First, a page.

Transportation Security Administration spokesperson Sari Koshetz told Jenna Bourne of Action News Jax, that the dogs are helping travelers get through security lines faster. Passengers standing in line who are cleared by the dogs could move into an expedited security lane, eliminating the need to take off shoes, belt or jackets and leaving laptops in bags.

(Image via Action News Jax)

Dogs will also sniff passengers and airport employees at the gate.

TSA K-9 handler Donald “Bubba” Deason told WJAX that travelers should not be frightened by his K-9, Boomer.

“Some people have a fear of dogs. And they look at the dog and then they get, ‘I don’t want to go near the dog. I don’t want to go past the dog,’” Deason said. “And basically, we tell them the dog’s not going to hurt you. It doesn’t attack. All it wants to do is sniff.”

JIA to welcome new VIP lounge

A new VIP lounge is coming to Jacksonville International Airport, Jacksonville Aviation Authority unanimously approved this week.

Will Robinson of the Jacksonville Business Journal reports that the Authority agreed to enter a contract to develop a premium lounge, which will be available to customers from multiple airlines and customers who are willing to pay for a day of access.

A new premier lounge is heading to JIA.

“I think we’d be the smallest airport in the country with two VIP lounges,” said JAA CEO Steve Grossman.

Club JAX will open February 2019. It will be a 2,726-square-foot facility featuring a buffet with menus from local chefs, restrooms with showers and a children’s play area.

Texas-based ALD Development Corp. will spend at least $1 million to develop, manage and operate the 49-guest lounge,” Robinson noted. ALD is the nation’s largest developer of independent shared-use lounges, with 18 airport lounges in 13 airports internationally.

First-class passengers can use the lounge as part of an airline or card member rewards programs. Day passes will also be available.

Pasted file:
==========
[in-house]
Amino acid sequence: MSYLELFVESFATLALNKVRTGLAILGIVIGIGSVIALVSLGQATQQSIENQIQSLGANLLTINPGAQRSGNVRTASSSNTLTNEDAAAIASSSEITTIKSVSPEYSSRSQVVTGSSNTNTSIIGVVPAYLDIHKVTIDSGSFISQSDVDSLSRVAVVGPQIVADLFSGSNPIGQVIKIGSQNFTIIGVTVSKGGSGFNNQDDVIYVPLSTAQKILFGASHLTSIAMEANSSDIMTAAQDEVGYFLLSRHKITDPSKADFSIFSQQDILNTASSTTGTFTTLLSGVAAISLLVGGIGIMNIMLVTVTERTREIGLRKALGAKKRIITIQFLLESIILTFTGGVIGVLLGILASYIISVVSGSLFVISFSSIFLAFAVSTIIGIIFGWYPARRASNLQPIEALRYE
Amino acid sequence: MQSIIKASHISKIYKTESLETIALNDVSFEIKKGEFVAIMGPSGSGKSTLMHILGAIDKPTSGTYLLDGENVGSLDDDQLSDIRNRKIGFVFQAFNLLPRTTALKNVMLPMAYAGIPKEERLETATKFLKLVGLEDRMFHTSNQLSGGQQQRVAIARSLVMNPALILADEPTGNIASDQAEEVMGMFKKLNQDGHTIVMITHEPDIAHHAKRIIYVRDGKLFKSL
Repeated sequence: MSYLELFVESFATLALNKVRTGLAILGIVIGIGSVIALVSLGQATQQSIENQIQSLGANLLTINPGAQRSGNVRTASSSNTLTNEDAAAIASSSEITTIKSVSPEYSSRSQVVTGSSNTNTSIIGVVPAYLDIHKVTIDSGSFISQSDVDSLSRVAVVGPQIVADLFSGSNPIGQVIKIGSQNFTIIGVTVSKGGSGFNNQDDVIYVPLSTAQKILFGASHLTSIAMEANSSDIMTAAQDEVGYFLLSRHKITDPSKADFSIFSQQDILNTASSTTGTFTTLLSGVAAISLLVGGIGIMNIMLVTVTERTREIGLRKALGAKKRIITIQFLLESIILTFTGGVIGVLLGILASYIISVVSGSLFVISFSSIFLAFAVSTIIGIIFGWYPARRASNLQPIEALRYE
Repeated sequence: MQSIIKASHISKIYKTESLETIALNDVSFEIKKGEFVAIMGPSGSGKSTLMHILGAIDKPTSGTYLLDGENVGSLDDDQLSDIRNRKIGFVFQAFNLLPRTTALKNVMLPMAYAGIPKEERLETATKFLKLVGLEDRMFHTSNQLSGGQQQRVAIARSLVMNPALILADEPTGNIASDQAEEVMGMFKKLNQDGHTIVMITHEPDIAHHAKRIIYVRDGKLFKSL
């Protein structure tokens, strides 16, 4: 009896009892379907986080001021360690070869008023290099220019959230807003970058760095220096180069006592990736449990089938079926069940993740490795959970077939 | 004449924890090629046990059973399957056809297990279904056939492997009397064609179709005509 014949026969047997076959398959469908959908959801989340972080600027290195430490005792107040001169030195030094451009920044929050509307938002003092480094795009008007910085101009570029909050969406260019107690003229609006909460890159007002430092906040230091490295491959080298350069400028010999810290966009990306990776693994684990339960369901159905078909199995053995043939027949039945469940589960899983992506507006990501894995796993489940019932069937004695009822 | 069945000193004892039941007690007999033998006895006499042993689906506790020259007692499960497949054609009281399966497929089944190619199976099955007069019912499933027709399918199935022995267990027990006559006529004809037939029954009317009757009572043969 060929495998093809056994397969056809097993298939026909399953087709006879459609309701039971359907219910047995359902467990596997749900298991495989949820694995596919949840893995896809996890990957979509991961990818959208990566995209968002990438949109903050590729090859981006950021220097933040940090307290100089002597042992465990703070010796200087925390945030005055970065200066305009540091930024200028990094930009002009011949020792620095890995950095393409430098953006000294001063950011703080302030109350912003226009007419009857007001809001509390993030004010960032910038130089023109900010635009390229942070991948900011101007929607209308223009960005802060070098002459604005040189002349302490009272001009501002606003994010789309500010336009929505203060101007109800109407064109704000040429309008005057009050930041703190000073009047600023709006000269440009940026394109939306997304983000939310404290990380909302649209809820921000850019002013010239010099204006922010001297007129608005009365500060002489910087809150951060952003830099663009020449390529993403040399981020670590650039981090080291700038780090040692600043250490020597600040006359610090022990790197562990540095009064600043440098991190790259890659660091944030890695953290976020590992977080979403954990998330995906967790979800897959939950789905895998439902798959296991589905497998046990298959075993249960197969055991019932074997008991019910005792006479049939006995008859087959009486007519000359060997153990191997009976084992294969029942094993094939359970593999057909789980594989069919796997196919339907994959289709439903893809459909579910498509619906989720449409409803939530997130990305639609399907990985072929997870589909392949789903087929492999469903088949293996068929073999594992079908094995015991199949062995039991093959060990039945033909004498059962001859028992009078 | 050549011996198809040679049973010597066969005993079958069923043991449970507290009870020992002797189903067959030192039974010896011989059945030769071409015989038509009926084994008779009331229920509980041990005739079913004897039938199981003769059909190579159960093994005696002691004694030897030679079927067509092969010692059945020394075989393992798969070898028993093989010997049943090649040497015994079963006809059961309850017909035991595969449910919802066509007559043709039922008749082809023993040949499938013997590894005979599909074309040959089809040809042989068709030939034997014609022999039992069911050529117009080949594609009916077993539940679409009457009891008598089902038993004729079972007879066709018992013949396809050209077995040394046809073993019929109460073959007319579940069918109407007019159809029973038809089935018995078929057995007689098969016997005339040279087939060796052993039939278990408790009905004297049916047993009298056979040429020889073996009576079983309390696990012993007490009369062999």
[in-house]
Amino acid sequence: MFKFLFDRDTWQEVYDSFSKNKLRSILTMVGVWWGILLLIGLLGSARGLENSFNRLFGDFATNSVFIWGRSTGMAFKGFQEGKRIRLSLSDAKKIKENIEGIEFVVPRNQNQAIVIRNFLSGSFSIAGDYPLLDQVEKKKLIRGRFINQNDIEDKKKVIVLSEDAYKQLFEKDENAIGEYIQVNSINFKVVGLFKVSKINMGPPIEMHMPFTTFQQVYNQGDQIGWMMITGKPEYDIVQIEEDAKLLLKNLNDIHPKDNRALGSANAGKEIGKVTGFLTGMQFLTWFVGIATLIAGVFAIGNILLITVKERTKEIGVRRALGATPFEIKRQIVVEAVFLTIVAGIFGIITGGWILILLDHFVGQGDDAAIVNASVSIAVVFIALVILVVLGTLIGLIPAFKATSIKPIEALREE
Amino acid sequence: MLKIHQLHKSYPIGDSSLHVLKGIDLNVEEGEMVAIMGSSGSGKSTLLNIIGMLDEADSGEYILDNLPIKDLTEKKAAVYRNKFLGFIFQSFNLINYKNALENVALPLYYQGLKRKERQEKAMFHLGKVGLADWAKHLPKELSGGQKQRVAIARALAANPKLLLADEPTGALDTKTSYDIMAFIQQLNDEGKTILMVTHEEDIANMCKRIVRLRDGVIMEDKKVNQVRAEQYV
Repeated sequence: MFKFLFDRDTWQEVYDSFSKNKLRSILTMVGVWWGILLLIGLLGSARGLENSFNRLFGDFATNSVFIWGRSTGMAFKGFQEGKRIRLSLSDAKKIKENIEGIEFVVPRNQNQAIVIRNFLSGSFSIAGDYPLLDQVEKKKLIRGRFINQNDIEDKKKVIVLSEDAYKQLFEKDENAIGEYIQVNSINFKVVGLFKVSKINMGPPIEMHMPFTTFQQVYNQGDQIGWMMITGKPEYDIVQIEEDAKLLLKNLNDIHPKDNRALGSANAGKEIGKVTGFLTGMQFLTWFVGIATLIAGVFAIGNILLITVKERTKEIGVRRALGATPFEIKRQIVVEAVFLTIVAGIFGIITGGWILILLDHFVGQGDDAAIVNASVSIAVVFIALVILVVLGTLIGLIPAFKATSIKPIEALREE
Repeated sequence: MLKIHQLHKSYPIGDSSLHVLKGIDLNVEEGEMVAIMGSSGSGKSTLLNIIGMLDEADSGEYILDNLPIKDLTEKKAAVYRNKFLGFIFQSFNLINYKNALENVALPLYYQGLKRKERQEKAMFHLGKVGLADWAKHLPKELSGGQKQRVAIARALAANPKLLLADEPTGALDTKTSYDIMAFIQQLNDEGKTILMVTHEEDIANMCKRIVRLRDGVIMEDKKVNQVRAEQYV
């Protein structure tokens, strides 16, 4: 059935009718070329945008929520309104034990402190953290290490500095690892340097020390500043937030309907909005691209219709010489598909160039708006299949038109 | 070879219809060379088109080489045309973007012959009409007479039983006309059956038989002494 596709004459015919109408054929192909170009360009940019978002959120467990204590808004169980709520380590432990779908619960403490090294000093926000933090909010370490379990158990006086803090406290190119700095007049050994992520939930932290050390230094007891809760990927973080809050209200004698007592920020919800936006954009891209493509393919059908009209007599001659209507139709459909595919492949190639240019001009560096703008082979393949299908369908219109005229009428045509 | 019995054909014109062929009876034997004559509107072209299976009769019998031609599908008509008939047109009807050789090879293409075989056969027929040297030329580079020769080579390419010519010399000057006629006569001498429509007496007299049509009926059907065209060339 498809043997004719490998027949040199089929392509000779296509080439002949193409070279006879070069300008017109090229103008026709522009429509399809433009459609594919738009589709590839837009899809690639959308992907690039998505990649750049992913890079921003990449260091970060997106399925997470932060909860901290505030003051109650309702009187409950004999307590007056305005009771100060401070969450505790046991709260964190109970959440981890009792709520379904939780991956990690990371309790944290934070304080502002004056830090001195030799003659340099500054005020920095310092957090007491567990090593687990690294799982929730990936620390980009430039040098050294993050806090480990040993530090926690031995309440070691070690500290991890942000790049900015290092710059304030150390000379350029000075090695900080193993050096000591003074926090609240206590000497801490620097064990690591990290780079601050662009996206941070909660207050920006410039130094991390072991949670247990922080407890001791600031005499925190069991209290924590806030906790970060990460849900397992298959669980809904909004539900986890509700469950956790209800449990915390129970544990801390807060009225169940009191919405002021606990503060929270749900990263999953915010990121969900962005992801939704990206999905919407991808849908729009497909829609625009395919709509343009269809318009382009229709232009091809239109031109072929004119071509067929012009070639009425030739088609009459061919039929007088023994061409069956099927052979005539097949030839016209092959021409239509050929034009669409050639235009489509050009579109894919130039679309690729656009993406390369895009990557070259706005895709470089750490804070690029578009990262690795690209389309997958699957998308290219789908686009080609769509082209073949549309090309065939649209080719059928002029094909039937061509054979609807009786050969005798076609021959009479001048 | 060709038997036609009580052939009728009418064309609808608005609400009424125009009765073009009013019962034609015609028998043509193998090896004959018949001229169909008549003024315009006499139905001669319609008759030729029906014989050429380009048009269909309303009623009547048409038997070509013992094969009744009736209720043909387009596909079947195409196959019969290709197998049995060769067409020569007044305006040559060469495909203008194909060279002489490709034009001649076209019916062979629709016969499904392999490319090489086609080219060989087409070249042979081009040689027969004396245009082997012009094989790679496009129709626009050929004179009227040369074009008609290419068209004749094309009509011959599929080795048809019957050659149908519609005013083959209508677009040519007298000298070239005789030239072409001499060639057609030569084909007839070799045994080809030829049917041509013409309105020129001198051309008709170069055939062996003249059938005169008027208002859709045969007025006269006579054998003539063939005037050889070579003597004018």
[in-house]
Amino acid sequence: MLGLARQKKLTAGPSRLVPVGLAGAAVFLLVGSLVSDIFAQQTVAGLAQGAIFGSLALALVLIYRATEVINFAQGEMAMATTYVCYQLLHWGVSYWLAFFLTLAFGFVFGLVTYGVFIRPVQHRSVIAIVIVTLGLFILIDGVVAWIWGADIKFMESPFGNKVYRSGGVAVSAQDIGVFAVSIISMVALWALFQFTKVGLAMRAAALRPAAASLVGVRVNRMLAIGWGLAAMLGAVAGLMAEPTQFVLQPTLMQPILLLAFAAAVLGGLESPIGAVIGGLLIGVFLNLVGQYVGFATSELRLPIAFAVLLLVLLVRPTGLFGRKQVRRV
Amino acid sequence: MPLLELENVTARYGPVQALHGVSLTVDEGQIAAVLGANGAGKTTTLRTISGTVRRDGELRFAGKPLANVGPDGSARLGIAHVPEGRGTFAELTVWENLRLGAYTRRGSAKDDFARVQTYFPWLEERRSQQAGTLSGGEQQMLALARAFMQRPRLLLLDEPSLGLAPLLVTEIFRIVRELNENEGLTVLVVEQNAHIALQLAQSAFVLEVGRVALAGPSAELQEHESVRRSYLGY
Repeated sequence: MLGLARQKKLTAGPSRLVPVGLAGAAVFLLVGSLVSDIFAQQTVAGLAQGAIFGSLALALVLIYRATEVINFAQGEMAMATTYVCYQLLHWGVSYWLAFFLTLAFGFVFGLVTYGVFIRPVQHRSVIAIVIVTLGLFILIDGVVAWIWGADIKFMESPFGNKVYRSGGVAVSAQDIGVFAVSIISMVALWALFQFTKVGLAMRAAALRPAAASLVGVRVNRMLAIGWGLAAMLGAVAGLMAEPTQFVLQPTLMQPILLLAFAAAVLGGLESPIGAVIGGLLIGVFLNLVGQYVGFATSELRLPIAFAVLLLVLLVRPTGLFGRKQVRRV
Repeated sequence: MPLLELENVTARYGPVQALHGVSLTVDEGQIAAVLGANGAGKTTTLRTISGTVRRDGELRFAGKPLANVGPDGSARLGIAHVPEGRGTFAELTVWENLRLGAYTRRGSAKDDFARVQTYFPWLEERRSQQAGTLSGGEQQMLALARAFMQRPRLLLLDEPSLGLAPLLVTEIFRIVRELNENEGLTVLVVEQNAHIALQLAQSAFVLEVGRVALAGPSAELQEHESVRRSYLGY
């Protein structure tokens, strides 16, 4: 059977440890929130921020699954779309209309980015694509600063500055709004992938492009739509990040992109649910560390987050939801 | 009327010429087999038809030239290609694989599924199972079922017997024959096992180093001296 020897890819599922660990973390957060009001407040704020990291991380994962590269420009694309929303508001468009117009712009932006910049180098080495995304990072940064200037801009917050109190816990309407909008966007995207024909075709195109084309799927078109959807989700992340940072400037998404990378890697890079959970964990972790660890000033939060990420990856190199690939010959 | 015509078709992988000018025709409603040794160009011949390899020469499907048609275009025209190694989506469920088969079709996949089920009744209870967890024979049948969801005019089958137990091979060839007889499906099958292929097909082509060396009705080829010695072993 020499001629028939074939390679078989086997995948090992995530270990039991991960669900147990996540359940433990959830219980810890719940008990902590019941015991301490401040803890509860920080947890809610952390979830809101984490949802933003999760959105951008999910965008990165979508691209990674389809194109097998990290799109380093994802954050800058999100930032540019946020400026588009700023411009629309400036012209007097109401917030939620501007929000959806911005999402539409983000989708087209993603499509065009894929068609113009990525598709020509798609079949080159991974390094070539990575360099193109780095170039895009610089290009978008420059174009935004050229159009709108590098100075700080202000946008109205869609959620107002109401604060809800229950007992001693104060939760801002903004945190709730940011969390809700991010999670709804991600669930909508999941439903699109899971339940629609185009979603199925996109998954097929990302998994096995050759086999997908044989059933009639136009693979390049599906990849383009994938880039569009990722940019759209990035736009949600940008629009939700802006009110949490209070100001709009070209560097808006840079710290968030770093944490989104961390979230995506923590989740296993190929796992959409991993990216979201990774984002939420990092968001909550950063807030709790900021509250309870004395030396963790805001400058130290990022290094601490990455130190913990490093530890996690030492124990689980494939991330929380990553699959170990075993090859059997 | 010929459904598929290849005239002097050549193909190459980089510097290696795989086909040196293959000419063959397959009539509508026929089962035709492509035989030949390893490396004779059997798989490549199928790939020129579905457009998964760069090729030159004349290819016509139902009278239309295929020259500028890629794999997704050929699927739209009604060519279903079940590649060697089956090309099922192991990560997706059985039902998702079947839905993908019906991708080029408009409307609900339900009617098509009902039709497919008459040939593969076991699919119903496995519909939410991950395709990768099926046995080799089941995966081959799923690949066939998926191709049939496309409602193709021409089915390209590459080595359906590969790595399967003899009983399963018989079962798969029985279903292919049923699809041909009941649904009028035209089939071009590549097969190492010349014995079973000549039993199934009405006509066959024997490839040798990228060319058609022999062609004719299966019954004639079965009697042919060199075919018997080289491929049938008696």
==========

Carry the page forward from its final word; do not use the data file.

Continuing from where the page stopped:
“We are very confident this will be a busy lounge even without Frontier, JetBlue or Allegiant,” Graham Richards, ALD director of strategic network development, told the Business Journal. This includes airlines that don’t yet have lounge reward programs.

JAA will receive part of the lounge revenue, or $80,000 for the first contract year, whichever is higher. The initial agreement will be for seven years, with options to renew every year.

T-U praises JAA for inclusion

A Florida Times-Union mini-editorial is praising the Jacksonville Aviation Authority for winning a “nice award” from a leading airline industry trade group.

The JAA received an Inclusion Championship Award from the Airports Council International-North America for its promotion of local small businesses and workforce diversity.

“The JAA has held workshops, forums and other events to make business opportunities available for small businesses — and particularly for minority entrepreneurs.”

The Authority also won the inclusion award for embracing diversity within its organization.

Flagler Hospital employing AI for better patient care

Saint Augustine’s Flagler Hospital is turning to artificial intelligence to reduce costs and provide better care for patients.

Will Robinson of the Jacksonville Business Journal reports that Flagler is licensing software from California-based Ayasdi, an AI and data science company, for a Clinical Variation Management (CVM) application.

St. Augustine’s Flagler Hospital.

CVM will help standardize frequent care conclusions — pairing antibiotics with certain infections, length of stay decisions and defining appropriate testing, among others.

Clinical variations make up as much as 30 percent of typical health care costs, according to the Institute for Medicine. AI examines big data, taken from electronic medical records, billing and more, to help lower costs.

“We are delighted to engage with Ayasdi on this mission-critical task of creating clinical pathways for our patient population,” said Flagler chief medical informatics officer Dr. Michael C. Sanders. “Our ability to rapidly construct clinical pathways based on our own data and measure adherence by our staff to those standards provides us with the opportunity to deliver better care at a lower cost to our patients.”

New way to watch Jags games this year

Per WJCT, for the first time this year, Jaguars fans can watch preseason games on their smartphones, simply by visiting Jaguars.com/live.